Updated 06/23/2010 05:00 AM
Pet Pointers: Keeping your pet's weight in check
Obesity is not only a growing problem with people but with our pets as well. Today, we'll learn more about fighting obesity in our pets in this edition of Pet Pointers.
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The next time you cuddle or groom your pet, feel around their mid section. Is it fleshy? Soft where there should be a more solid tummy?
When looking at your cat or dog from above, if you can't see their waist line, your pet may need to start a weight loss program.
Obesity in cats and dogs can lead to diabetes, arthritis and joint pain and other possible complications.
Feeding what is recommended on the package can be part of the problem! All commercial pet foods come with recommended feeding instructions. These recommendations are not requirements.
Recent studies have shown dogs and cats kept in the house, fed at the amounts on the dry food label, will eventually become overweight.
Don't drastically reduce the amount of food right away. If your cat loses weight too fast they can develop a disease called hepatic lipidosis. Try breaking up their recommended amount into several smaller meals. This will also help keep your pet from eating too fast because they are hungry.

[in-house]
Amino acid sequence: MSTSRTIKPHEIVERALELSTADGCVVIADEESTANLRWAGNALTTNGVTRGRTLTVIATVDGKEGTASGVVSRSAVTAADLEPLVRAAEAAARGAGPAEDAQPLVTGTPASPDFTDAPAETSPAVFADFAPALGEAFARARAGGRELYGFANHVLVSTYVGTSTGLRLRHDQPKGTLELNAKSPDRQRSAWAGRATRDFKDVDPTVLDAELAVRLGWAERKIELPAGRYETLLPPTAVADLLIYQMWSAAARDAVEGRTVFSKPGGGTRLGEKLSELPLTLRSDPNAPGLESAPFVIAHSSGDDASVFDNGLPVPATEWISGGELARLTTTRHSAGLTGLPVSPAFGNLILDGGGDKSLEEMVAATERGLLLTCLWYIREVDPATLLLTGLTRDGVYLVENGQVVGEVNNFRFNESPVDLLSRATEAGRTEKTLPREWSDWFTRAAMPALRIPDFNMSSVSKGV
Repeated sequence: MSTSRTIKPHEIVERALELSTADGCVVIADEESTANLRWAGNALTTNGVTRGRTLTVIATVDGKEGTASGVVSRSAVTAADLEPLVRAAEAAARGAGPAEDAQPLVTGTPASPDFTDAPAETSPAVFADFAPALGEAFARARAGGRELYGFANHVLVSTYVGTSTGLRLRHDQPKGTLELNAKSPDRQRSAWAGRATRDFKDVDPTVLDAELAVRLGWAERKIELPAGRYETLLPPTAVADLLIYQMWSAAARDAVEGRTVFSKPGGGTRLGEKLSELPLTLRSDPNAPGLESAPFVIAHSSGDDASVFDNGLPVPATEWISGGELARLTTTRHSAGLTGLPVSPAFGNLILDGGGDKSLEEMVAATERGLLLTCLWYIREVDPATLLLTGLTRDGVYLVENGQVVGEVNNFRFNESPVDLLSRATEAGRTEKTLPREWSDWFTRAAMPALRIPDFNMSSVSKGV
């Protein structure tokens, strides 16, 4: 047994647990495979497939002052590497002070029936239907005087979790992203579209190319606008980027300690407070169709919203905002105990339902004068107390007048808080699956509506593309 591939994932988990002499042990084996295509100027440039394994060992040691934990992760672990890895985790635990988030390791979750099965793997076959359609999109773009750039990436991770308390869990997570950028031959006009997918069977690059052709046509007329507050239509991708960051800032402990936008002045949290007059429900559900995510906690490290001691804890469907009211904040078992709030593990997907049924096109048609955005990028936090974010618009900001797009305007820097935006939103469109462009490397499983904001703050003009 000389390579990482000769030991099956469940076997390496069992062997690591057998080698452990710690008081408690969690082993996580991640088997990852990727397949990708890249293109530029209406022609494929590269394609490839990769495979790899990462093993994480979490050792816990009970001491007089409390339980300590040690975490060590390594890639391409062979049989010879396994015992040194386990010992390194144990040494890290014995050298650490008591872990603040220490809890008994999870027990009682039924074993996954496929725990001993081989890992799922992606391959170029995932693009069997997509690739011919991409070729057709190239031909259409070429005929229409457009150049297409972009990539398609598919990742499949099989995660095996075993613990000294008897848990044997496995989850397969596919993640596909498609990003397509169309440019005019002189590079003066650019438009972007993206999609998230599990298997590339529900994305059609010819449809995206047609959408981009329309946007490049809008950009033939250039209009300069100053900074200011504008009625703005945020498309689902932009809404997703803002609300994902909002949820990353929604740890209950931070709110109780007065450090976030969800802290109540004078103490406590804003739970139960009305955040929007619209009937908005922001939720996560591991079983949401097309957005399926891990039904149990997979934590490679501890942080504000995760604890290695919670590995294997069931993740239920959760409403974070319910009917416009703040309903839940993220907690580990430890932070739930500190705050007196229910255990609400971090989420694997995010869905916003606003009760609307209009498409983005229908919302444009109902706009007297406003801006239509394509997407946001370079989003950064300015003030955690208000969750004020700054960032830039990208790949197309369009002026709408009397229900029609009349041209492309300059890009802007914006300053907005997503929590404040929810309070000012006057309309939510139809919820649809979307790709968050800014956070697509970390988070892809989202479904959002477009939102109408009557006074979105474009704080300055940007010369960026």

For inactive, healthy indoor cats you can gradually decrease the total amount of food by one quarter to one third. Adding a half cup of water to your dog's food will help slow them down, help them feel fuller and increase their hydration.
When people need to lose weight we exercise more. Your cat has to exercise more, too. There's little chance kitty is going for a walk and pilates is out of the question. Sleeping on the couch, while you are at work is what most cats do. Try adding some interactive toys to the cat's environment that mimic the movement of prey.
Consider adopting another playful cat for a single cat to play with. A kitty condo with lots of platforms is also a fun way for your cats to exercise and they will love a new perch with a view. And you and your dog will enjoy health benefits with longer more frequent walks.
If you think your pet may need to shape up first consult your vet for guidance. Studies show fit pets live longer healthier lives.
Here are some steps you can take.
1.) Have a thorough physical exam by your vet. Your veterinarian needs to do a thorough physical exam, blood chemistry profile including thyroid hormone evaluation and record an accurate weight for the cat.
2.) Feed small portions at intervals rather than continuous free access.
3.) Feed foods high in protein and fat and low in carbohydrates (cats don't have the same enzymes that people do to break down carbs. Check with your vet for suggestions appropriate for your cat's age and nutritional requirements.)
4.) Feed less food than you have been (cut down gradually to avoid complications and hepatic lipidosis.)
5.) Help your cat get more exercise by enriching the cat's environment with toys, a fun kitty condo or a buddy.
6.) Weigh your cat every four weeks to check on their progress.
7.) If you make changes and don't notice a loss you should consult your vet. There may be another problem.